Posted 18 January 2021 | By Renee Matthews
The US Food and Drug Administration has released a five-part action plan for its oversight of artificial intelligence/machine learning (AI/ML)-based software as a medical device (SaMD) based on feedback from developers and manufacturers on an April 2019 discussion paper. Top of the action-plan list is the agency’s intention to develop a “tailored” regulatory framework for the medical software by issuing draft guidance on the Predetermined Change Control Plan outlined in the discussion paper, which mapped out a regulatory premarket review for AI/ML-based SaMD modifications. (RELATED: FDA proposes regulatory framework for AI- and machine learning-driven SaMD, Regulatory Focus 2 April 2019; FDA’s steps toward a new review framework for medical devices using Artificial Intelligence Algorithms, Regulatory Focus 7 May 2019). The change control plan allows manufacturers to prespecify the modifications to the AI/ML-based SaMD as it changes over time through learning, while an Algorithm Change Protocol explains how the algorithm “learns” and changes without comprising the medical software’s safety and effectiveness. The draft guidance will detail which elements need to be included in the pre-specifications and ACP to ensure continued safety and effectiveness. It will also address the identification of types of modifications, the submission and review processes for the premarket review, and submission content. The agency aims to publish the draft guidance this year. The remaining action-plan items address:
Good machine learning practice (GMLP);
Use of a patient-centered approach that includes transparency to SaMD users;
Improving methods for evaluating and addressing algorithmic bias to ensure algorithm robustness; and
Real-world performance (RWP) monitoring for AI/ML software.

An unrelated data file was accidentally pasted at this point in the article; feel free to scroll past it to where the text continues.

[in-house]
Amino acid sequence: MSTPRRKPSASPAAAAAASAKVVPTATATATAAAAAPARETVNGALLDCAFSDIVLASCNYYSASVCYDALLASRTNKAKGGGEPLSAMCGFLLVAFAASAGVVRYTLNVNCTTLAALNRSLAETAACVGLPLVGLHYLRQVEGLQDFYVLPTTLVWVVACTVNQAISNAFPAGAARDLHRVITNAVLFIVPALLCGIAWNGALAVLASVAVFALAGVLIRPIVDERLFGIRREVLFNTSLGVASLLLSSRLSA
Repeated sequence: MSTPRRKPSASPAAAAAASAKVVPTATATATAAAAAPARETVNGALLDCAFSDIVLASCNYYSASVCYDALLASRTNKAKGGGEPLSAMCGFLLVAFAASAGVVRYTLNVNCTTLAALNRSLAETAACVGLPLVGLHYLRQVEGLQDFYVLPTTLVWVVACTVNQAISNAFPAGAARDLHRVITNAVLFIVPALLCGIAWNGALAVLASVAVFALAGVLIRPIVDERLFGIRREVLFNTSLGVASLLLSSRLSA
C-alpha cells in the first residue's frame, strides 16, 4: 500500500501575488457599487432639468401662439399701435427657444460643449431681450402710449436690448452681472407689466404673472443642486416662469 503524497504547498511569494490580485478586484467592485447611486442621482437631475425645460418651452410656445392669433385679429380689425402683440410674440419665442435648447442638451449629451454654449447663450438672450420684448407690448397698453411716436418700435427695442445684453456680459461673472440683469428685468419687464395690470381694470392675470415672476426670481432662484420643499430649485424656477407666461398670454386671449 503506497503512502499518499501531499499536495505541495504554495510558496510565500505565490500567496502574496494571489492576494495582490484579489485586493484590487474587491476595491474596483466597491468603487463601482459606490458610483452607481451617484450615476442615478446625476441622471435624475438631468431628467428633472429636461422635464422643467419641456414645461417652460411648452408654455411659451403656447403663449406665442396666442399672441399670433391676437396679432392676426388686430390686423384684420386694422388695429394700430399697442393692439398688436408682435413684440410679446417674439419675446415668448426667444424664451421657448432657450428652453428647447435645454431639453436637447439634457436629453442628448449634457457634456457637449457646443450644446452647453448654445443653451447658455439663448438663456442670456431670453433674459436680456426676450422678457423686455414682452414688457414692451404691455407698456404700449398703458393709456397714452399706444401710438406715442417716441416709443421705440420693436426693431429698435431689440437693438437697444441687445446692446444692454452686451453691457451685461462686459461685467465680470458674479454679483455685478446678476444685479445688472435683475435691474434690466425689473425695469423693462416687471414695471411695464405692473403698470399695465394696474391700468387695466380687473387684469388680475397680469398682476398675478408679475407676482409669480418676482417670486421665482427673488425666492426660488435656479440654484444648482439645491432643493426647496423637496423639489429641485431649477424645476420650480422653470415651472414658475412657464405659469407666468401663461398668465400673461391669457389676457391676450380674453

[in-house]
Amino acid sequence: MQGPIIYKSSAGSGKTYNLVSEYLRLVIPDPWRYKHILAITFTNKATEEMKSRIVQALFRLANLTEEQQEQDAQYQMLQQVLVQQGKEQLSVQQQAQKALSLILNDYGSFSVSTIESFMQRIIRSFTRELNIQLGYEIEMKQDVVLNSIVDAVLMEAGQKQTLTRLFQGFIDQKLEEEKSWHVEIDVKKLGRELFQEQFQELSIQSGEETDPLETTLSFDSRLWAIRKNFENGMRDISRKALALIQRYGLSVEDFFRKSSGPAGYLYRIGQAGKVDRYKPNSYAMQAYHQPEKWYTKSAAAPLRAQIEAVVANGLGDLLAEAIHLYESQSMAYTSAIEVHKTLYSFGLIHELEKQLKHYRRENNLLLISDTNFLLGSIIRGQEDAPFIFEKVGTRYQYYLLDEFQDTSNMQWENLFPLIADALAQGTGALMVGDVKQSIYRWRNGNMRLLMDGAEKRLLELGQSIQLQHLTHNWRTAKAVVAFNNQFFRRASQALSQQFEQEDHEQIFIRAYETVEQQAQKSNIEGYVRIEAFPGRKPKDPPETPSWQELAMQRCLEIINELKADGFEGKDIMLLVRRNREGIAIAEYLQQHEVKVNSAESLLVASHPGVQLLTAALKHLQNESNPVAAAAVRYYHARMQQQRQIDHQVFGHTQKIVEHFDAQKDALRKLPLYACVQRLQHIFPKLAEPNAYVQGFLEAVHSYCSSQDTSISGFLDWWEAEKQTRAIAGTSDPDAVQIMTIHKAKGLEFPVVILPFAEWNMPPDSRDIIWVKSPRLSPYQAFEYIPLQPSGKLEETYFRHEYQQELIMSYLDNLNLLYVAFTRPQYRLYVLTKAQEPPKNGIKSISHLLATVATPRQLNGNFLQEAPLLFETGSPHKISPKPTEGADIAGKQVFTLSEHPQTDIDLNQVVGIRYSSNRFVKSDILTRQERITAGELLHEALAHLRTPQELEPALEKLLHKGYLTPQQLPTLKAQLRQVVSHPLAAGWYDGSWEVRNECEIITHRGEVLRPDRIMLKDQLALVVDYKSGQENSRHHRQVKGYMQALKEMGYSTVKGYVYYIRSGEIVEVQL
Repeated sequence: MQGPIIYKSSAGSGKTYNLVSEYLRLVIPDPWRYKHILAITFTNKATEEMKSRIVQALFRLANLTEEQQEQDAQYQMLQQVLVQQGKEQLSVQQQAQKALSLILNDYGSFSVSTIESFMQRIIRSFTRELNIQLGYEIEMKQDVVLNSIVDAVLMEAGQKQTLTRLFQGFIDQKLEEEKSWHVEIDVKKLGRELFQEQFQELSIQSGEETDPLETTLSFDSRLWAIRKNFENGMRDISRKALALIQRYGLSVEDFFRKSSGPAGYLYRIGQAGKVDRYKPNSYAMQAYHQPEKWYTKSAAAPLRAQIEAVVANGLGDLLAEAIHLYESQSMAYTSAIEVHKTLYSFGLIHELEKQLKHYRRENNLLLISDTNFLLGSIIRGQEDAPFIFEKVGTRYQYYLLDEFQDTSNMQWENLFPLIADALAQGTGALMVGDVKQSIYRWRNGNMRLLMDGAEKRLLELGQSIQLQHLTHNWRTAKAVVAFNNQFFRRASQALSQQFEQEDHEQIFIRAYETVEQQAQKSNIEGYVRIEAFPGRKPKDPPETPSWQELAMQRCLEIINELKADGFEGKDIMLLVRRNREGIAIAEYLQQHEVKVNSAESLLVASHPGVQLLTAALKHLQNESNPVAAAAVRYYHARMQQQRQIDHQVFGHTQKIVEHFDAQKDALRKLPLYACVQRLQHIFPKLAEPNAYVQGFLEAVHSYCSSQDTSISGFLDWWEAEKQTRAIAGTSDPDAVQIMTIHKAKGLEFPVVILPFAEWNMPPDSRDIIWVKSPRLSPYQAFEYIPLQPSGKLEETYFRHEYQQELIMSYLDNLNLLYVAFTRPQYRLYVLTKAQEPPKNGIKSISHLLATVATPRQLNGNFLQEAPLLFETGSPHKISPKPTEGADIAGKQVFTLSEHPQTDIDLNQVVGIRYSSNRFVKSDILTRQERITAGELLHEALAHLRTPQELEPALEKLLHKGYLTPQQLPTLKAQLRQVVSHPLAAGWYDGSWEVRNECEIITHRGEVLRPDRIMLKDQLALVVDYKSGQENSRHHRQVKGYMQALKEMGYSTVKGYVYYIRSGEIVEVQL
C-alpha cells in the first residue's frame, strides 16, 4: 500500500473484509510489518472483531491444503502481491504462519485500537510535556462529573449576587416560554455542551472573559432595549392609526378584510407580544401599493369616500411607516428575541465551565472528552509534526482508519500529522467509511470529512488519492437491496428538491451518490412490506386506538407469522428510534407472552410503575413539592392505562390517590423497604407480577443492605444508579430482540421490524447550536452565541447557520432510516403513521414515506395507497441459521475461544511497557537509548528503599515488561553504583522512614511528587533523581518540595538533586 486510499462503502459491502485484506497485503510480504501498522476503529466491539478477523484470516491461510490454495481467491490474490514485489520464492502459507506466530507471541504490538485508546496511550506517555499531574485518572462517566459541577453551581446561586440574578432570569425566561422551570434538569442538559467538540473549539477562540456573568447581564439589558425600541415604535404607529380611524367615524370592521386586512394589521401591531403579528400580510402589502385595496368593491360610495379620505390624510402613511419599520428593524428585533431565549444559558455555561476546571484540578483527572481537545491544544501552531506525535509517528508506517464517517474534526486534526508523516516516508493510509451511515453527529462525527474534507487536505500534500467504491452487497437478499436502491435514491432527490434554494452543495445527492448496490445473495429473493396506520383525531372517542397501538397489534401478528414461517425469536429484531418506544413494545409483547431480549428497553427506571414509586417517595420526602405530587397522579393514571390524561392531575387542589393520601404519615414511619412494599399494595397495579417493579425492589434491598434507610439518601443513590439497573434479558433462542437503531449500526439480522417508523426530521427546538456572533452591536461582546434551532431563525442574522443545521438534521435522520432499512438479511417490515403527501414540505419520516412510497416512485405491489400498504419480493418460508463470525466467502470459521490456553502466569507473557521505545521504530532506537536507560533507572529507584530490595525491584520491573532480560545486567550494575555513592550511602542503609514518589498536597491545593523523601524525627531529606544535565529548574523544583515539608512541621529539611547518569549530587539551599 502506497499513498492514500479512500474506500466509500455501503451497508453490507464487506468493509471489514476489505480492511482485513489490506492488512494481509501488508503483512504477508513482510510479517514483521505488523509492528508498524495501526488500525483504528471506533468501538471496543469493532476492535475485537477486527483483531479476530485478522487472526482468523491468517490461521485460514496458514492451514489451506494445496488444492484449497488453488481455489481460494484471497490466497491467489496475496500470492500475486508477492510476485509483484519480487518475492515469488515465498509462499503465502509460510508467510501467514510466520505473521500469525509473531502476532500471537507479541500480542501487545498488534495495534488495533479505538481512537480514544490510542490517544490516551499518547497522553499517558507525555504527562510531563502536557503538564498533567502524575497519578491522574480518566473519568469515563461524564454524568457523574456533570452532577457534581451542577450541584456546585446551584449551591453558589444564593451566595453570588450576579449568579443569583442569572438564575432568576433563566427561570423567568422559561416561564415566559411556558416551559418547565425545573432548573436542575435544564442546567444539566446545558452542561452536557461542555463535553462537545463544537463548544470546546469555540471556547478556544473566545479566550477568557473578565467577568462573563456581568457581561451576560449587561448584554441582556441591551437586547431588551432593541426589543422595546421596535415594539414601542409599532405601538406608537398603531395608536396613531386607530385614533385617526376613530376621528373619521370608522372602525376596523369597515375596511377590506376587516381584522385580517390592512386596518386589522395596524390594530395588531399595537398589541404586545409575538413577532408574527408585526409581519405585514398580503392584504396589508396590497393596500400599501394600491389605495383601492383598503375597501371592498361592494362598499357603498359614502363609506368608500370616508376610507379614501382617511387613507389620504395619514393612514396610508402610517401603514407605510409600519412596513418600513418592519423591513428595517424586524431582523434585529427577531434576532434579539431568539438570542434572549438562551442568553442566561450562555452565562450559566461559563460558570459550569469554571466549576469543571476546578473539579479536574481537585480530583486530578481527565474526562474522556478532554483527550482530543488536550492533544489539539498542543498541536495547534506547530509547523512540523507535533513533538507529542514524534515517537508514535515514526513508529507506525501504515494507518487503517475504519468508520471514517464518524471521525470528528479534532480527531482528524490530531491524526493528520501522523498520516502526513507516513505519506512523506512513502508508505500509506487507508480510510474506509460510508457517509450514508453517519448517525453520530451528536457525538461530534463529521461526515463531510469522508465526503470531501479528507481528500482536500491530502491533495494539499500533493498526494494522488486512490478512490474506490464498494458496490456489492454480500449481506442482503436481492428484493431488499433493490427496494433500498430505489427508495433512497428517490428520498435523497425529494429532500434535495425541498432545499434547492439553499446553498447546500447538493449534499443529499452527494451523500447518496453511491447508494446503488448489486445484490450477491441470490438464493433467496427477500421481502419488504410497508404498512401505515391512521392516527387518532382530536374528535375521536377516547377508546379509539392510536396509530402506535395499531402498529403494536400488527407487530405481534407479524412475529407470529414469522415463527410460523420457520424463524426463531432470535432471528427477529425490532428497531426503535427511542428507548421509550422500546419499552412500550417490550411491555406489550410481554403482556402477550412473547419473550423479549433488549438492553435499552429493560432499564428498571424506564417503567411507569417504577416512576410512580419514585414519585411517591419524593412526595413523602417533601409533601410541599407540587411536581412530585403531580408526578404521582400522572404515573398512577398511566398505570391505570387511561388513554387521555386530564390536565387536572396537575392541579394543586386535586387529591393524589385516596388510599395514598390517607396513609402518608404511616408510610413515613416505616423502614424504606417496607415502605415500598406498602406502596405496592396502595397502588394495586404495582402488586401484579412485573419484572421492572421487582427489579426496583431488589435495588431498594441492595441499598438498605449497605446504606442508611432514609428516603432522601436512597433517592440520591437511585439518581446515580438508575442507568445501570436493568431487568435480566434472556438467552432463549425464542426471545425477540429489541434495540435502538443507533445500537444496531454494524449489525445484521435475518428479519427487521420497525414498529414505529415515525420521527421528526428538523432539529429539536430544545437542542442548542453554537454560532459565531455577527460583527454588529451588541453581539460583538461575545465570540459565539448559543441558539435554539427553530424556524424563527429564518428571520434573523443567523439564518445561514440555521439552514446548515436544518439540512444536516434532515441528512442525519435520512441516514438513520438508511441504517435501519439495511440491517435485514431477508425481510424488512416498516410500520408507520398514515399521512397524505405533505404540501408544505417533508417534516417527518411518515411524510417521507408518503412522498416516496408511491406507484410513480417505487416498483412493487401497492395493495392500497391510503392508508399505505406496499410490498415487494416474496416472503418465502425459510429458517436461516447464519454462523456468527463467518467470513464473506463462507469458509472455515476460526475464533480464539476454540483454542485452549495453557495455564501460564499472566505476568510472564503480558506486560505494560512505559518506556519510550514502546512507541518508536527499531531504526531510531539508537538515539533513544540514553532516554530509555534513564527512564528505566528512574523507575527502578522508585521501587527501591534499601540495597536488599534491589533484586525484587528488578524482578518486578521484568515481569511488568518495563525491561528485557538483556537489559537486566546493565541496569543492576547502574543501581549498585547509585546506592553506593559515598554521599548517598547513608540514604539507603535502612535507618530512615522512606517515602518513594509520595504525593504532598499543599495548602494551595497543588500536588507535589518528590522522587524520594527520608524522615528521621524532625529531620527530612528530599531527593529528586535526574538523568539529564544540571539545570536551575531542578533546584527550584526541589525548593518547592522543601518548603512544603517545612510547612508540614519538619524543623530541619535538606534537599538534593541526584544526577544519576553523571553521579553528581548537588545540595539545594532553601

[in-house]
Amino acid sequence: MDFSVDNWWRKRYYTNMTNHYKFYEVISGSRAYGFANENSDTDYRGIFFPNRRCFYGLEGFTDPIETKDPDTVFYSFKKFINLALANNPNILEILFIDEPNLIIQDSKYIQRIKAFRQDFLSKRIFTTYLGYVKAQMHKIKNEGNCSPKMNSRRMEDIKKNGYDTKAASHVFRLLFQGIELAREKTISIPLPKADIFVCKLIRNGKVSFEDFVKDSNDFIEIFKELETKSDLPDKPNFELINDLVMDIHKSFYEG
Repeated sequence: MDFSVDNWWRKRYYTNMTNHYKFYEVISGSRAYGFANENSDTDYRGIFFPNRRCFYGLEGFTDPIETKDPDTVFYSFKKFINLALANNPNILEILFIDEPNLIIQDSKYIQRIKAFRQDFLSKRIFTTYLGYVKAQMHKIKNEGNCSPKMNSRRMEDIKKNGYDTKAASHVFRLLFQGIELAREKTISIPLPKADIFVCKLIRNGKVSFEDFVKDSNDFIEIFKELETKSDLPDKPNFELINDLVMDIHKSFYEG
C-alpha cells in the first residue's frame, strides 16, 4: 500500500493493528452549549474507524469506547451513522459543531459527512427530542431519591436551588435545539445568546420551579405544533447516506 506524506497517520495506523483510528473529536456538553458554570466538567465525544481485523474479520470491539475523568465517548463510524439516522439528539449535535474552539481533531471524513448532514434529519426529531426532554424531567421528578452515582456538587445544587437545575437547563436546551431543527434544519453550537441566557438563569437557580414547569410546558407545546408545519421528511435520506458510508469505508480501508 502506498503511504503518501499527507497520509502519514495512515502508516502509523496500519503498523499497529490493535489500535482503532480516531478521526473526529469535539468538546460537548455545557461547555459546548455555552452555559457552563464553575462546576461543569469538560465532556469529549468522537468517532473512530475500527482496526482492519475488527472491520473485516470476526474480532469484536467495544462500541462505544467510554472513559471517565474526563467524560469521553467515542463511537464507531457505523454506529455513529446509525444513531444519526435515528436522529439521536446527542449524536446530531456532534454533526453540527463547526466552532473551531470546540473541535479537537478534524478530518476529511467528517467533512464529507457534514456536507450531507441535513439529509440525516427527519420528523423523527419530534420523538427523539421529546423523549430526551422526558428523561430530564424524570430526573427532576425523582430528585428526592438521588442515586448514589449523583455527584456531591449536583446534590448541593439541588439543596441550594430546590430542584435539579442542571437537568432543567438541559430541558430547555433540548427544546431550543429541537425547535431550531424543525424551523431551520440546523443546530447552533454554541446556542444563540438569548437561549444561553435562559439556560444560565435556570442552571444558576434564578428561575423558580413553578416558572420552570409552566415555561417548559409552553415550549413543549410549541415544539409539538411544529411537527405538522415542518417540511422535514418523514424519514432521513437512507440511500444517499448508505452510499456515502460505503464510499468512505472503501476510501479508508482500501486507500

In regard to GMLP, the agency said it plans to foster harmonization of good practice development through consensus standards efforts and by reaching out to US and international AI/MD-focused groups. The proactive, patient-centered transparency efforts are aimed at building user trust around functionality by ensuring patients fully understand device benefits, risks, and shortcomings, especially as they change over time. The agency will also hold a public workshop on the role of labeling in supporting transparency to users. The workshop content will be based on patient input during an October 2020 Patient Engagement Advisory Committee meeting to establish what factors affect patients’ trust in these devices. Efforts to offset algorithmic bias and ensure robustness will draw on collaborative regulatory science research methods to evaluate AI/ML software. In particular, FDA noted that AI/ML software uses historic datasets that might reflect data variations along racial, ethnic, and socio-economic status lines. The agency emphasized the importance of addressing those inherent biases to ensure medical devices are well suited for a racially and ethnically diverse patient population. Real-world data (RWD) for gauging RWP are a key component of the total product lifecycle (TPLC) approach, which was outlined in the discussion paper. Stakeholders requested clarity on a range aspects relating to RWP, including the type of reference data that should be used for measuring real-word performance, the developer or manufacturer’s role in oversight of RWP, the quantity of data that should be collected and how often it should be submitted to the agency, and how the algorithms and data should be validated and tested. In response, the agency said it would work with developers and manufacturers wanting to voluntarily pilot an RWP monitoring process. The collaboration would be in concert with existing RWD-focused programs within the FDA, which would allow agency to develop a more comprehensive framework for collecting RWP parameters. The agency would also be able to use evaluations made during the process to set thresholds for the RWP metrics, especially those relating to safety and usability, and garner user feedback during the collaborative process. The 2019 discussion paper drew on practices from existing premarket programs in the US as well as risk categorization principles from the International Medical Device Regulators Forum, other risk-focused FDA documents on benefit-risk and software modifications, and the total lifecycle regulatory approach outlined in the Digital Health Software Precertification Program.